What are the challenges for women who work in coffee?

Josephine Walbank
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January 31, 2022
coffee beans

Despite growing awareness of gender inequality in the coffee sector, women continue to face challenges at many stages of the supply chain.

Many female coffee producers have lower access to resources such as land, finances, and education, despite operating between 20% and 30% of all coffee farms

While it is clear that women contribute significantly to the global coffee sector, equality for women working in coffee is by no means the norm.

Information on this particular topic can be difficult to find as collecting data can be problematic, and studies from reputable sources sometimes contradict each other.

However, achieving gender equality starts with understanding what needs to change.

I spoke with three-time barista champion, coffee expert, and MTPak Coffee ambassador, Nicole Battefeld-Montgomery about the challenges facing women working in coffee, and how they can be addressed.

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women working in coffee farming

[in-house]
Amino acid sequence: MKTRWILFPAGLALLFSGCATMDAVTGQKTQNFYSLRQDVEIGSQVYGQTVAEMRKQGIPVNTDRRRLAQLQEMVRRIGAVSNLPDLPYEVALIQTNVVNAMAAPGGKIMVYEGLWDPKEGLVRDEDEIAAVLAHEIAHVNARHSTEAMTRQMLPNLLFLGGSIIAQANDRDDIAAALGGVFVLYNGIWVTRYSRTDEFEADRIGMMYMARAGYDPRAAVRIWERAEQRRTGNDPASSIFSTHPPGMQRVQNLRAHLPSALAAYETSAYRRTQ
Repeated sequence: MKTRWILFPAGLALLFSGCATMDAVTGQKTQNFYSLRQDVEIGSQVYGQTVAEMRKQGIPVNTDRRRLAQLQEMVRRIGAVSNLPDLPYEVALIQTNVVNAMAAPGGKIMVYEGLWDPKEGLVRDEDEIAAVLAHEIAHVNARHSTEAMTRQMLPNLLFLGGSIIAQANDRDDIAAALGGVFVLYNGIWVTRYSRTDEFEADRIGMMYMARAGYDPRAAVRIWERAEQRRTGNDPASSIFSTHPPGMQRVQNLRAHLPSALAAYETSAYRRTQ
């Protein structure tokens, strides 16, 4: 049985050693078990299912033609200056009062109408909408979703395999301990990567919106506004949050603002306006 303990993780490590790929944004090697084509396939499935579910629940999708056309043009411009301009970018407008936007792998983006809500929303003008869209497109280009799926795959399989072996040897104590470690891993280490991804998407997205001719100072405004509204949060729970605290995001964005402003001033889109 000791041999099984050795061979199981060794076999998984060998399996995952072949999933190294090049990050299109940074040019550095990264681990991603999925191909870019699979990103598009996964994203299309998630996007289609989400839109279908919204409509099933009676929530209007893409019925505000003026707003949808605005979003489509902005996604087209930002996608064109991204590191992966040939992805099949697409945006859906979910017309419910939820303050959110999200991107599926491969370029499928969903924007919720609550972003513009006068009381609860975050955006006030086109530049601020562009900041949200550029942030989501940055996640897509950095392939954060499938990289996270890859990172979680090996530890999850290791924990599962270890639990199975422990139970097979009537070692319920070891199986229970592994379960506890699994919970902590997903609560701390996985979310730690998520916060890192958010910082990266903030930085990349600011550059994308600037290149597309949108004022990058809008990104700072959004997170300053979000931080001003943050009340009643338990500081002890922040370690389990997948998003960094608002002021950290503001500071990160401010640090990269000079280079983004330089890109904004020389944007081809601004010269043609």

Gender inequality in the coffee industry

Much of the world’s green coffee supply comes from low and middle income nations, where gender inequality is often still prevalent.

Depending on the region, women often face obstacles when attempting to own land or manage finances. Land ownership can be restricted, or in some cases completely prevented, by legislation.

Even in countries where laws allow women to own land, there may be prohibitive restrictions. For example, a woman must be married to own land, or she must have her husband’s permission.

In addition, women are responsible for the vast majority of labour on a coffee farm, such as fieldwork, coffee harvesting, processing, and sorting.

“Studies have shown that female-led farming structures are often less profitable short-term, but they are far more sustainable,” says Nicole, who runs the Female Barista Society and hosts the She’s The Barista podcast.

“These structures leave nutritious land for future generations, and help these women secure their survival and protect the environment.”

Research collected by the International Coffee Organization reveals some women may harvest smaller crops or are less likely to sell crops to markets, which leads to a lower income